For a certain type of player, i.e. fans of tactical shooters, or anyone after a more grounded feel than is offered up by stablemates Destiny and Anthem, The Division 2 also offers a solid, and mostly plausible, contemporary setting to run around in. This is paired up with cover-based combat that is frequently challenging but offers several rewarding ways to engage with enemies.The bombardment of loot never abates, but you learn to filter it out, breaking down unwanted weapons for materials or combining them to pool their traits. The glut of missions is exhausting but at least keeps you moving around the city, and the firefights themselves are quite engrossing. As in the elderly Gears of War series, players slide around cunning arrangements of chest-high cover, trying to get the drop on opponents who range from resilient juggernauts to sneaky flankers. The experience is lifted above mere gunplay by quasi-magical support gadgets, which include drones you can send to pester dug-in snipers and gel launchers that bog attackers down.
You spend a lot of time hunkered behind cover, popping out to fire at any enemy dumb enough to expose themselves. With the large amount of weapon variety available, this familiar facet of combat is solid in itself. Add to that the ability to equip two special skills from a possible eight–which include tools such as riot shields, drones, and from what I can gather, robot bees of some sort–and combat gets pretty interesting. But the vector that really keeps The Division 2’s combat lively for upwards of 60 hours is the behaviour and diversity of its enemy types.
The value proposition of loot shooters like The Division and Destiny, or similar loot games like Diablo, ultimately rely on the strength of their endgame content, or what players are given to do over and over again in their quest to score superior loot. This is partially where the bottom fell out of The Division. Anyone who wasn’t into PvP and willing to brave the savagery of the Dark Zone quickly ran out of things to do in The Division once the story campaign was finished. The weaknesses and imbalances in the game’s combat systems also become obvious once players settled in for the long haul.The game is set in Washington D.C., and the map is staggeringly expansive, littered with recognizable landmarks and museums that provide a surprisingly varied array of exterior and interior environments to explore and wage war across. Graphically, the game is sharp, detailed, and performs well even in the midst of copious amounts of onscreen chaos.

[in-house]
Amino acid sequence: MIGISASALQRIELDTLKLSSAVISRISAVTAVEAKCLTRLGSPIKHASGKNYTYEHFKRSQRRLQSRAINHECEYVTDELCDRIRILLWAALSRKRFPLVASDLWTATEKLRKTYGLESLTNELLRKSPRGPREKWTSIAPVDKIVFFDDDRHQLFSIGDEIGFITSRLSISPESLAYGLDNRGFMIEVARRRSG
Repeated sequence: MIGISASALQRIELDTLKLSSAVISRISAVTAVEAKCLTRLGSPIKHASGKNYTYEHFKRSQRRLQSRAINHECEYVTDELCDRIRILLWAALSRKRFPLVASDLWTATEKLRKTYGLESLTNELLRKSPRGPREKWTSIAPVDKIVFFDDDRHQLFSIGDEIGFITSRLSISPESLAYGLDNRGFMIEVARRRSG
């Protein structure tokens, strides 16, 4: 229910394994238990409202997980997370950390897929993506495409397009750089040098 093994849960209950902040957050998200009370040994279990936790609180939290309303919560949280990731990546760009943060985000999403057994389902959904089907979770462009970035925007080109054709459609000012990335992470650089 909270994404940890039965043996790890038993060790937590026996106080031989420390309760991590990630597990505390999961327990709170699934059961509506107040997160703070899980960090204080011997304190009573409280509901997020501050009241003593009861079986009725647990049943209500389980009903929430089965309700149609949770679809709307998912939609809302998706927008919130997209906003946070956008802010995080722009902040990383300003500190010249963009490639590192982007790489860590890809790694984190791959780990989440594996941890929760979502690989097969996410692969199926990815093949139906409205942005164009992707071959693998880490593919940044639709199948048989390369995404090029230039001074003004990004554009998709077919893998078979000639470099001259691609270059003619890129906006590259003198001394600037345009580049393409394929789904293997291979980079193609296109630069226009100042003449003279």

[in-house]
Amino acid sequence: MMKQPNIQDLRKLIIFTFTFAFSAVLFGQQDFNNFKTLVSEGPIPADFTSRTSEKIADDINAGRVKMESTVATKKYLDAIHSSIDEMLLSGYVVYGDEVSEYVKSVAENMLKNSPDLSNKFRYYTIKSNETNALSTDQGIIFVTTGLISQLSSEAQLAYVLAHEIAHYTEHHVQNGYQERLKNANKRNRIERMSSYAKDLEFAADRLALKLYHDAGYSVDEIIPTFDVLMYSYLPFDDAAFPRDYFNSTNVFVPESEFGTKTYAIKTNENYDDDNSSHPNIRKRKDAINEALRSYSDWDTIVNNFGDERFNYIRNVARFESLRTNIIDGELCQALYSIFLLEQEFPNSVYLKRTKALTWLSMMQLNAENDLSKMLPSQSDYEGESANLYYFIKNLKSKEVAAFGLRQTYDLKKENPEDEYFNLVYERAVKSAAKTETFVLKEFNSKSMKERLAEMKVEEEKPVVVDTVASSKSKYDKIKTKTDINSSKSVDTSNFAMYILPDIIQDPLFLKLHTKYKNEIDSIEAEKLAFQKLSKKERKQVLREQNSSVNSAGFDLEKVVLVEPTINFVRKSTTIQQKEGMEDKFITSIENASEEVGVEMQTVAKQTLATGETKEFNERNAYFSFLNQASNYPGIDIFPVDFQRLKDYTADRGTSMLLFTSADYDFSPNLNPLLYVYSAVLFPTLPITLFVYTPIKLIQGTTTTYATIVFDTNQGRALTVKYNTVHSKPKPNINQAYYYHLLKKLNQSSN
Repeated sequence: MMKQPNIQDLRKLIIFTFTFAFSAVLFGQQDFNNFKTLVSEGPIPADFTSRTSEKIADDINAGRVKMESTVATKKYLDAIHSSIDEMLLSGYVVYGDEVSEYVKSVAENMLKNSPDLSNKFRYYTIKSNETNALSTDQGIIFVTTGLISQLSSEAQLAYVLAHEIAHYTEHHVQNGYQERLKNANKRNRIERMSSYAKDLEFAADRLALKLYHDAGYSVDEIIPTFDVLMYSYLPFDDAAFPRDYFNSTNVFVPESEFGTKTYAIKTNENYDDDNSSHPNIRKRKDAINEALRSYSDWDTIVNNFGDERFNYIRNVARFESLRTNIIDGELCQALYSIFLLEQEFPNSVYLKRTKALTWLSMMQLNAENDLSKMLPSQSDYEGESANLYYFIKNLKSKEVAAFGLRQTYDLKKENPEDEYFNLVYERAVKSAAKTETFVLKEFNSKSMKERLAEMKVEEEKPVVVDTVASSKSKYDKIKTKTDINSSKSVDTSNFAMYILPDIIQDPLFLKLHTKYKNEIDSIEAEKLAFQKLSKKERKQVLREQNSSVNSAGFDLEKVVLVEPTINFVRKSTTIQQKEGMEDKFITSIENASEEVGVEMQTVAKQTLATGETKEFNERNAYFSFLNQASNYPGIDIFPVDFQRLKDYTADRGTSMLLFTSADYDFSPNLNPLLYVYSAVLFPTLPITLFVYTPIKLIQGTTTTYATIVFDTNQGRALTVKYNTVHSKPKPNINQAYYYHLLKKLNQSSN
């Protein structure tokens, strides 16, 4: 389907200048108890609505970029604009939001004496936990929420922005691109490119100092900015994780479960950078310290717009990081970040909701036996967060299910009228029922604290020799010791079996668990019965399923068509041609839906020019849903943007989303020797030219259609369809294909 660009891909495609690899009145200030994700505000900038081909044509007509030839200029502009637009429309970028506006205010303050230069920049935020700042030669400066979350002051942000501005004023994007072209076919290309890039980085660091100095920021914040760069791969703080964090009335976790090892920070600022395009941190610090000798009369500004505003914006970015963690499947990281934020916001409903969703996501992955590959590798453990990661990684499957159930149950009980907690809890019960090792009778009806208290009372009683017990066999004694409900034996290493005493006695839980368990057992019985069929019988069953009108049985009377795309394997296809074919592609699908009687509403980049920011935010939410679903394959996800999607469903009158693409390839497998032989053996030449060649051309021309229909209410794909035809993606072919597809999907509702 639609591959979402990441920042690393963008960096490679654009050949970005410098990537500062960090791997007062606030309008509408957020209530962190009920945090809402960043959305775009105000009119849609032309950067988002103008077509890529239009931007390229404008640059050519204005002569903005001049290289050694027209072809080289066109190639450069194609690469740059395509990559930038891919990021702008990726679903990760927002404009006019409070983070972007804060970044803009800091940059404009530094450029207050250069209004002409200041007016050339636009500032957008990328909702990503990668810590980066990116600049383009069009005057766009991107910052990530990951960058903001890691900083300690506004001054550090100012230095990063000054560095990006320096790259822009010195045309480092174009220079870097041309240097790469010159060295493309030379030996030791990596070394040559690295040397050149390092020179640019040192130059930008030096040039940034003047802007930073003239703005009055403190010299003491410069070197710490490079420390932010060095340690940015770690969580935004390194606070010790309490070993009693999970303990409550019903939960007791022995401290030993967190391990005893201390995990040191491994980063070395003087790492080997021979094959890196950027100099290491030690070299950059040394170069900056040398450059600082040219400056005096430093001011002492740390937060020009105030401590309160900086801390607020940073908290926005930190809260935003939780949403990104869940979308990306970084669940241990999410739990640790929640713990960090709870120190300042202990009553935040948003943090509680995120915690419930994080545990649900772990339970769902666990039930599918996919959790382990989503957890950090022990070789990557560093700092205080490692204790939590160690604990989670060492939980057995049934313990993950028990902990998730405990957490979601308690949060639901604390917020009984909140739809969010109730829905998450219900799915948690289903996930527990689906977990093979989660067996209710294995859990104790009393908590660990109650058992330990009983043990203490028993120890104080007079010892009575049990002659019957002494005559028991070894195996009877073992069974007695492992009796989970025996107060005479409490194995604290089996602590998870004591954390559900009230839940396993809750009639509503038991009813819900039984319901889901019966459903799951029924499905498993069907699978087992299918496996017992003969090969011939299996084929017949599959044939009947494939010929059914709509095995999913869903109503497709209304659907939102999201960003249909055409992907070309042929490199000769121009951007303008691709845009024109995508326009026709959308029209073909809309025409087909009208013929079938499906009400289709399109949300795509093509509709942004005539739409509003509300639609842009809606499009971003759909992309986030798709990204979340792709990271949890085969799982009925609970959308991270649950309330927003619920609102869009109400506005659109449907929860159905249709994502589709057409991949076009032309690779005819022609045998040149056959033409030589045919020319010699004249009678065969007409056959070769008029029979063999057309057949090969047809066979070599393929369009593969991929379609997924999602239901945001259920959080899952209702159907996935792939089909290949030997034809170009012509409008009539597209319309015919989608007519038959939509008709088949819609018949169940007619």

Playing solo can be tough, even though The Division 2 does have matchmaking for many activities. In the open world dying alone means respawning far away and having to trudge back, but you learn to play more carefully, you learn which skills will help you (the self-revive one is a must) and you get better in time.The soldiers of Black Tusk, for their part, make for really challenging foes. With technology to rival your own and a highly aggressive approach to combat, they make you feel far more under siege in combat than any point in the series thus far. As a result, reaching the endgame in The Division 2 feels like a genuine step up, rather than the start of a long and dreary grind.
The Division 2 is an excellent shared-world shooter and a how-to guide for big franchises looking to make a sequel.The closest it gets, perhaps, is in the returning Dark Zones, quarantined areas where you’ll encounter AI opponents and other players, all searching for top-grade gear that must be extracted by calling a helicopter. It’s possible, here, to betray other players, pinching their spoils or ambushing them for kicks. Ubisoft has grandly styled this side of the game a “social experiment”, and it’s certainly a thrill to meet other players in the undergrowth, never quite sure of their intentions.